Friday, September 21, 2007

Location is not GPS

This entry is also posted at the Little Springs company blog. If you feel compelled to comment, I'd do it over there as its quite a bit better read.
Precision in LBS
I find two things about location based services these days to be annoying. First, that its new and can now be done due to the technology getting there, and second that its synonymous with GPS. Literally. “Use your GPS-enabled phone to...” This is annoying because location technology has been about for years. I (and others I work with) worked on this stuff in '99-'00. Back then, GPS was not yet in phones, but certainly was on the horizon. Instead, we used:
  • Cell
  • Sector
  • Triangulation
The phone knows some of this stuff, and the network can easily work out the rest. Precision is variable, and pretty large, but pretty reasonable when you are talking about a weather application, or pre-populating a list of cities to choose from, or pre-centering a map with a selection of local restaurants. Sector is at least 800 meter precision, and can be better. Triangulation can be under 100 meters. That's close enough to surmise you are on a particular city block. GPS can give accuracy down to a few feet, but it cannot always or reliably do this. Lots of things get in the way of getting high precision from a constellation of moving satellites when outdoors, not to mention in buildings or driving through cities with many underpasses. Suggesting additional precision, like in the photo above, can get you or your users into trouble. Other networks can present challenges, and opportunities. While WiFi (and WiMax when it comes out) will be more challenging, location can be solved and exploited in interesting ways. Bluetooth can determine relative proximity to known devices, but network awareness without pairing could be used to infer locale based on fixed systems (like mobile payment stations). So, to guide our design and development of location services, remember that:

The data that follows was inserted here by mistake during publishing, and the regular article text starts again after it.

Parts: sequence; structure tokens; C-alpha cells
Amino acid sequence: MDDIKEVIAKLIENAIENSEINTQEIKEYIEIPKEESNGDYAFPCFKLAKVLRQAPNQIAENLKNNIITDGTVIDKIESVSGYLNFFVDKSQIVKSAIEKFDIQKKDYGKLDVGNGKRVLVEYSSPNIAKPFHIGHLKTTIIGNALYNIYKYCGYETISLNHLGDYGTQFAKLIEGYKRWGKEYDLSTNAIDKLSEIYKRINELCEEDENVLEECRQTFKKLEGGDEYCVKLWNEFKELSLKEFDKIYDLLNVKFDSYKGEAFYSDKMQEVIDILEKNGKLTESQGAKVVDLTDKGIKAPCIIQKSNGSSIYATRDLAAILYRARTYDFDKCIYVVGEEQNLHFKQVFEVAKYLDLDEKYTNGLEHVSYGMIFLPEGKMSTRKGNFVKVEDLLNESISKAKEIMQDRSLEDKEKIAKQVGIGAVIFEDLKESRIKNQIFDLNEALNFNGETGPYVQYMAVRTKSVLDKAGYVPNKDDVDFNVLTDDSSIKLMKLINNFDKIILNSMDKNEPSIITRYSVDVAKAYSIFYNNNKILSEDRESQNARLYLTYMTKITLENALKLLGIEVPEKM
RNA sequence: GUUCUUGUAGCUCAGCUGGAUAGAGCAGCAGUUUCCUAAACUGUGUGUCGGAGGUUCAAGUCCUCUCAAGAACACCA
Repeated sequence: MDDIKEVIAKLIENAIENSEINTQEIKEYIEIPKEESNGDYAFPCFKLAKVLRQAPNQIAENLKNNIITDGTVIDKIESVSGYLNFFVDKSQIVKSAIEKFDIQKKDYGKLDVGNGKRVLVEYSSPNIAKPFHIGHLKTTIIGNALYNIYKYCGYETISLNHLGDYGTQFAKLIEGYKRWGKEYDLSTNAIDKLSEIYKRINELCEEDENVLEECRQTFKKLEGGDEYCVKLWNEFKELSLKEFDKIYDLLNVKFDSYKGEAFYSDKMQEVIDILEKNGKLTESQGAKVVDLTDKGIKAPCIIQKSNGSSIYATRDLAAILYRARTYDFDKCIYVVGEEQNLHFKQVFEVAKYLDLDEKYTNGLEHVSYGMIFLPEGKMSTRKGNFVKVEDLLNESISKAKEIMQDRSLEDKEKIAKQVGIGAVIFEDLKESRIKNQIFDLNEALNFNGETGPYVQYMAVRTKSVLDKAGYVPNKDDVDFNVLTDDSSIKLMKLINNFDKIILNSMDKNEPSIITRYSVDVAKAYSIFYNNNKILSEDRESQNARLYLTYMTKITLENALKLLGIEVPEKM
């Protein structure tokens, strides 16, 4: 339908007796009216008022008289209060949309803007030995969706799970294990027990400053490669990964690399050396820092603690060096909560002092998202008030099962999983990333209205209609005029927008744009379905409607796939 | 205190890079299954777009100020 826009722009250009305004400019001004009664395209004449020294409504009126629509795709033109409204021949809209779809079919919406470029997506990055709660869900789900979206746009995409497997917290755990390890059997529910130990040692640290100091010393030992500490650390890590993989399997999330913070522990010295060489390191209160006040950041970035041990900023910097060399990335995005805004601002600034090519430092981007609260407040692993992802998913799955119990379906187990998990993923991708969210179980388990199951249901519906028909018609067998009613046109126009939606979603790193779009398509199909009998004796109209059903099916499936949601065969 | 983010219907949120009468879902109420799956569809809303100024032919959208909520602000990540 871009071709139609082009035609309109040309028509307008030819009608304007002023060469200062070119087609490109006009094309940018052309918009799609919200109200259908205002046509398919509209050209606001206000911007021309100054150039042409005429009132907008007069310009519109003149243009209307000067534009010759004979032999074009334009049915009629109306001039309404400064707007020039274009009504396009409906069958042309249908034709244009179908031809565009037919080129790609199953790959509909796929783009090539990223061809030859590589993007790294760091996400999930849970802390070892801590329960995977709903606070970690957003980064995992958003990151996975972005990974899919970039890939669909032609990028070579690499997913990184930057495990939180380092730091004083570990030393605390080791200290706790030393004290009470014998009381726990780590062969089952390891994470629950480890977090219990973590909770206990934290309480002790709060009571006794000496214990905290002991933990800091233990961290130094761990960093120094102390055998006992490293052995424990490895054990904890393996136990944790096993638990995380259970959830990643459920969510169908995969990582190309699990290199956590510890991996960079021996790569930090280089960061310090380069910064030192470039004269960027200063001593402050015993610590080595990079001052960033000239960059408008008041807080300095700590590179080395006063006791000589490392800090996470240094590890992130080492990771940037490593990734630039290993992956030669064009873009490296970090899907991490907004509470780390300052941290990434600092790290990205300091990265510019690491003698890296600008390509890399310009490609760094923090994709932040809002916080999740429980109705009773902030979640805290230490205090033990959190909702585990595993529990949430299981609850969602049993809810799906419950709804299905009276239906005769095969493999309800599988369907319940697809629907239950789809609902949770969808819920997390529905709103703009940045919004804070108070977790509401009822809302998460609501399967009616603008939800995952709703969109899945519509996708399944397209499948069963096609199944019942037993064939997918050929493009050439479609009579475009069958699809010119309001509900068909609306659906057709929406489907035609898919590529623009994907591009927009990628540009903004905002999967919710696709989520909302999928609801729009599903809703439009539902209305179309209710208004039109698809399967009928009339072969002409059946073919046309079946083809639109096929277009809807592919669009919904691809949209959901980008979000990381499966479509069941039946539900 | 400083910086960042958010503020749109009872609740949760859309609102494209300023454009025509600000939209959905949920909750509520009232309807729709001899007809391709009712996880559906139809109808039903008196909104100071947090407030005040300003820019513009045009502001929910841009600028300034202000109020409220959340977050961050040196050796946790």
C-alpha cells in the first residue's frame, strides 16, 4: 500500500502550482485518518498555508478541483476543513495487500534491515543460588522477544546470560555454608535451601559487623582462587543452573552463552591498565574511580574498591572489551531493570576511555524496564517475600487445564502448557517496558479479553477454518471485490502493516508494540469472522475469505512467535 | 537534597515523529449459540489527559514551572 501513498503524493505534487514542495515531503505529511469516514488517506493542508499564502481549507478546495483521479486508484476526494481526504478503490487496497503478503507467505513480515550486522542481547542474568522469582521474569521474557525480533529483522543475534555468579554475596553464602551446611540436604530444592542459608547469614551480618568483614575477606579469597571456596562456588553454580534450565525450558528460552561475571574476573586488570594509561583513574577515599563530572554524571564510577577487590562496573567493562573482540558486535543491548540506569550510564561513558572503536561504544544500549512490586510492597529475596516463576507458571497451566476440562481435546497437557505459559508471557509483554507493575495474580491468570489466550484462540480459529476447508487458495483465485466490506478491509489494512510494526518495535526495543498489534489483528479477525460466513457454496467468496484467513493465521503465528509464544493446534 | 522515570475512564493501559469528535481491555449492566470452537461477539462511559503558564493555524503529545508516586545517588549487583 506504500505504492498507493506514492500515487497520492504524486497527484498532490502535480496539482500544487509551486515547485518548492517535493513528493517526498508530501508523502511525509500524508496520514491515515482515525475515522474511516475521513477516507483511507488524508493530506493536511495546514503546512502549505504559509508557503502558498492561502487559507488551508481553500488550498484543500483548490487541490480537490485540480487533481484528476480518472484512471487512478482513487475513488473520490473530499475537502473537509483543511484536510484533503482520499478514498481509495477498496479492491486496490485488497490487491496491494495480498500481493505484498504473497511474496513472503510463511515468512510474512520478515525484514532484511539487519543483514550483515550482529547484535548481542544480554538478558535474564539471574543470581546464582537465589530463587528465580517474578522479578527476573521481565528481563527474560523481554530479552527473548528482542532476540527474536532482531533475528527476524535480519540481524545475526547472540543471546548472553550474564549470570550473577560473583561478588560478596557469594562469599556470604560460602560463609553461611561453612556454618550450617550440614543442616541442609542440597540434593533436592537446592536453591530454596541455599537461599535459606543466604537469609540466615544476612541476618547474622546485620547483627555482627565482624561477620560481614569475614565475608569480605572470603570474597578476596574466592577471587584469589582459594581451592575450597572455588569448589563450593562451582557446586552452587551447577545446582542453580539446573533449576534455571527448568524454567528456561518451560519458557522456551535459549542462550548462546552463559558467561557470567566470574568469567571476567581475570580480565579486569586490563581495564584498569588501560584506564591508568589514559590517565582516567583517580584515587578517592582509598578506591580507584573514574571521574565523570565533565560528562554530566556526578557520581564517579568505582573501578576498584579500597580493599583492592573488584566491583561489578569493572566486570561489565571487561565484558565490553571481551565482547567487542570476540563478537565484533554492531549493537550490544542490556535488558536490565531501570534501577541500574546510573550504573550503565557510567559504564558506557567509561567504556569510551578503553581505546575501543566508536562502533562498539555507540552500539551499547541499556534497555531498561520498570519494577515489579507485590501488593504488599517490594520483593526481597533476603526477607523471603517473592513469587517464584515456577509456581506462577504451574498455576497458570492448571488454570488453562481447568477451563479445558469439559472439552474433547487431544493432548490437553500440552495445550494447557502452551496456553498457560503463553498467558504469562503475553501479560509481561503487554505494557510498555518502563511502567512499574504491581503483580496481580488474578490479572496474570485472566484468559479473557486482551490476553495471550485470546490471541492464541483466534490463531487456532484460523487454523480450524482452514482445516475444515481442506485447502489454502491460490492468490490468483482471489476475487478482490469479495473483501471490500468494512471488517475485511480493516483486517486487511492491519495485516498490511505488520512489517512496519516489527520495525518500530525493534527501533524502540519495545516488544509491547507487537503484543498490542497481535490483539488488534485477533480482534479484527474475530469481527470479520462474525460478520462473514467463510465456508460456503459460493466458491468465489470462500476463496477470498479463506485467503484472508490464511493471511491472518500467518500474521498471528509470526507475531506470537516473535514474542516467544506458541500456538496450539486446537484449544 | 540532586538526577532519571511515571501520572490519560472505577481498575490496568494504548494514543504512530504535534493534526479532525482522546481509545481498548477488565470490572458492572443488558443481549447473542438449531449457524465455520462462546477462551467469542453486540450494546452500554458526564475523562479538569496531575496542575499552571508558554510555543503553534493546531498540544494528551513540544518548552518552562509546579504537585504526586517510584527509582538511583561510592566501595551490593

1. Every phone is location enabled. As long as its on a proprietary network, all this data is available for at least some location finding.
  2. All the available location technologies must be addressed when designing your application or service. Precision and accuracy must be understood by designers, and correctly exploited by the product.
  3. If you work for a carrier, exploiting the network like this should be a snap. If not, your devices or software may or may not be able to be talk to the phone enough, and you might need to negotiate with the carrier.
  4. As in many other areas of your customer's lives, privacy concerns will continue to rise. There are actual regulations around this, but you also need to look useful without acting creepy. No one wants their app to be the next “stalker-ware.”

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